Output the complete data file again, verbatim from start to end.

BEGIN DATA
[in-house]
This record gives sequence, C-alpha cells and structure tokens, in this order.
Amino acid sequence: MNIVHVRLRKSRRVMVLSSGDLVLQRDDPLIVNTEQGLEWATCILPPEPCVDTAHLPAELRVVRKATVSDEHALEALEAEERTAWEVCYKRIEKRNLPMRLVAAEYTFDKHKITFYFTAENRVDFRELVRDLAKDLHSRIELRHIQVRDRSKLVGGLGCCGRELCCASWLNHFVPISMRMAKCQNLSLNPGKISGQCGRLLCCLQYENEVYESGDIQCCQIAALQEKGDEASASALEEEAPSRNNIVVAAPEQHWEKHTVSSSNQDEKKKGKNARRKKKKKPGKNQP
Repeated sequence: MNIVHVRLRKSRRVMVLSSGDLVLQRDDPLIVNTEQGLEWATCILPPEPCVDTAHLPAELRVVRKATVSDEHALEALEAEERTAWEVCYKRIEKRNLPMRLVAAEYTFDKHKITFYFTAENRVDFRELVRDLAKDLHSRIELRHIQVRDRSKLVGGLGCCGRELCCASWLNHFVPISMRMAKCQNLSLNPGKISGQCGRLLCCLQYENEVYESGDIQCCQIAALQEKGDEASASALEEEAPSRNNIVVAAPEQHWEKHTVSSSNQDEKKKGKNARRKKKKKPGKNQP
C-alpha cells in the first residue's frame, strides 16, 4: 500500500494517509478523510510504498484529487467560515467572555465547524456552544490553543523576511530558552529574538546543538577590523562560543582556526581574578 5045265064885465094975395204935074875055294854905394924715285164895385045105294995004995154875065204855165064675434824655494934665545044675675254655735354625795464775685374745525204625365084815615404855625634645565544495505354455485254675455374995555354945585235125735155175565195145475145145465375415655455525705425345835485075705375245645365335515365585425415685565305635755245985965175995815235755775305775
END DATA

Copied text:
[in-house]
This record gives sequence, C-alpha cells and structure tokens, in this order.
Amino acid sequence: MNIVHVRLRKSRRVMVLSSGDLVLQRDDPLIVNTEQGLEWATCILPPEPCVDTAHLPAELRVVRKATVSDEHALEALEAEERTAWEVCYKRIEKRNLPMRLVAAEYTFDKHKITFYFTAENRVDFRELVRDLAKDLHSRIELRHIQVRDRSKLVGGLGCCGRELCCASWLNHFVPISMRMAKCQNLSLNPGKISGQCGRLLCCLQYENEVYESGDIQCCQIAALQEKGDEASASALEEEAPSRNNIVVAAPEQHWEKHTVSSSNQDEKKKGKNARRKKKKKPGKNQP
Repeated sequence: MNIVHVRLRKSRRVMVLSSGDLVLQRDDPLIVNTEQGLEWATCILPPEPCVDTAHLPAELRVVRKATVSDEHALEALEAEERTAWEVCYKRIEKRNLPMRLVAAEYTFDKHKITFYFTAENRVDFRELVRDLAKDLHSRIELRHIQVRDRSKLVGGLGCCGRELCCASWLNHFVPISMRMAKCQNLSLNPGKISGQCGRLLCCLQYENEVYESGDIQCCQIAALQEKGDEASASALEEEAPSRNNIVVAAPEQHWEKHTVSSSNQDEKKKGKNARRKKKKKPGKNQP
C-alpha cells in the first residue's frame, strides 16, 4: 500500500494517509478523510510504498484529487467560515467572555465547524456552544490553543523576511530558552529574538546543538577590523562560543582556526581574578 5045265064885465094975395204935074875055294854905394924715285164895385045105294995004995154875065204855165064675434824655494934665545044675675254655735354625795464775685374745525204625365084815615404855625634645565544495505354455485254675455374995555354945585235125735155175565195145475145145465375415655455525705425345835485075705375245645365335515365585425415685565305635755245985965175995815235755775305775